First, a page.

The US government spent $5.6 million in 2011 to preserve historical sites, artifacts, and traditional arts in foreign countries. Dispensed under the auspices of the U.S. Ambassadors Fund for Cultural Preservation, which was created in 2000, Fund supports a wide range of projects to preserve cultural heritage, such as the restoration of historic buildings, assessment and conservation of museum collections, archaeological site preservation, documentation of vanishing traditional craft techniques, improved storage conditions for archives and manuscripts, and documentation of indigenous languages, according to the State Department.
In total, in the past 11 years, nearly $33 million dollars was dispursed in taxpayer money to over 700 projects in more than 100 foreign countries. Now that is government waste.
The State Department said, Washington’s willingness to send other people’s moolah overseas “shows the depth of our nation’s respect for the cultural heritage of other countries.”
Last year, U.S. ambassadors in more than 80 countries applied for grants from the fund for projects in the countries in which they were stationed. Ultimately, 58 grants were approved at a total cost of $5,635,405.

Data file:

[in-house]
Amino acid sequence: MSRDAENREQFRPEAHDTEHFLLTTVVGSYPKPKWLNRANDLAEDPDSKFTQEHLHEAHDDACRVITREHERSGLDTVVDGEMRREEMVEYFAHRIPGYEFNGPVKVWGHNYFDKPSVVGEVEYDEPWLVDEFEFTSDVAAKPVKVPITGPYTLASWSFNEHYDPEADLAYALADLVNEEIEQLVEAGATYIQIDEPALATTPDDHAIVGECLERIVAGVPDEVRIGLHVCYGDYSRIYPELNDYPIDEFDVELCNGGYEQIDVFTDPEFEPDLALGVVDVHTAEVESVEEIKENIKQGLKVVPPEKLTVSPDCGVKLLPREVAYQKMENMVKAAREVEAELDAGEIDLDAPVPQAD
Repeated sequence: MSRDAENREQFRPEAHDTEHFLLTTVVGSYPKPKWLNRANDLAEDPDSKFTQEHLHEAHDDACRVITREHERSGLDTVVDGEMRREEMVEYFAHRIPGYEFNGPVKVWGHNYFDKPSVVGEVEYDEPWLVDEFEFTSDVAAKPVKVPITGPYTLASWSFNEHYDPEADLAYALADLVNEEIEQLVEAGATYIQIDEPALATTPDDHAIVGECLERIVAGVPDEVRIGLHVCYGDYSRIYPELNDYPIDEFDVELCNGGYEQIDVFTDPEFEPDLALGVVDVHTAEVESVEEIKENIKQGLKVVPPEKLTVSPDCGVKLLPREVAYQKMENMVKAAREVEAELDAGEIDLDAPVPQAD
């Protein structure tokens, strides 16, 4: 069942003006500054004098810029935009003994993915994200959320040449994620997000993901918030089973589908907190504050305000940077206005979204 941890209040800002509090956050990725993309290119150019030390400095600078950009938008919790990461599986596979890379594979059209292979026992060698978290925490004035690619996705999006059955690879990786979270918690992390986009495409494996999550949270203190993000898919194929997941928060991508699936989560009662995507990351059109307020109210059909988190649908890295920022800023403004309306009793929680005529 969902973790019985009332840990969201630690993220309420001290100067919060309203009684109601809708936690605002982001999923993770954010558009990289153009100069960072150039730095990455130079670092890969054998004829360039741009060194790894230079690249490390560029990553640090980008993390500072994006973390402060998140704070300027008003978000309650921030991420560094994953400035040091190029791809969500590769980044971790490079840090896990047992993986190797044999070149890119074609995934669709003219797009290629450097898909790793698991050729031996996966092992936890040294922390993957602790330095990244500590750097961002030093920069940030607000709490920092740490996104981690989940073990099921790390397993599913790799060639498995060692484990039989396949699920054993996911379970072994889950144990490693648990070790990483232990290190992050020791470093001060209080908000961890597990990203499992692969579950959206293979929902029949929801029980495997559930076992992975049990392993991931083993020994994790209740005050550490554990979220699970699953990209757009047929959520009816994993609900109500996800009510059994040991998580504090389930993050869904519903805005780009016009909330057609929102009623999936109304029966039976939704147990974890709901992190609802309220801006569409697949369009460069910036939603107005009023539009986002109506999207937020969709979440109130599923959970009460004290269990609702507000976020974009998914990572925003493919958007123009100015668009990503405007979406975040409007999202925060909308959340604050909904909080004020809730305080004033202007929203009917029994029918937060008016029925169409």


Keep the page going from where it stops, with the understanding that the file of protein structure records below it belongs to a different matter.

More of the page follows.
The largest grant, $750,000, went to conserve the 16th-century Batashewala Mughal Tomb Complex in Delhi, India.
The second largest totaled $700,000 and went to conservation of the ruins of the ninth-century city of Kilwa Kisiwani.
Then Jordan received the third largest grant: $600,000 to conserve the first-century Temple of the Winged Lions at Petra. The State Department describes the project thus:
Prominently located on a slope overlooking the capital of the ancient Nabataean kingdom, and renowned for its large stone sphinxes which served as column capitals, the Temple of the Winged Lions is in a fragile state and poses serious danger to tourists. This project involves major stabilization, consolidation, and site conservation activities to protect the ancient remains and make the area safe and secure for visitors.
Other grants include:
$450,000 for conservation of the 10th-century Temple of Phnom Bakheng in Cambodia;
$119,052 for conservation of the 16th-century Santo Tomás Temple and Convent in Guatemala;
$100,000 for the preservation of a traditional 19th-century log house museum in Russia, part of a collection of old wooden buildings moved to Kizhi Island in Karelia by the Soviet government in the 1950s and 1960s;
$30,000 for the conservation of 17th-to-19th-century red-lacquered wooden devotional objects in a museum in Vietnam;
$22,500 for the preservation of reel-to-reel recordings of chants, dances, and stories in Micronesia.
Some of these might be worthwhile, but under the Constitution the U.S. government is not empowered to spend taxpayer dollars on cultural preservation projects, no matter how worthy, either at home or abroad.
And since most of this money goes abroad, there’s no way of knowing how this money is actually spent. Amazing isn’t it? Lawmakers want to cut government spending, but in this case, haven’t done so?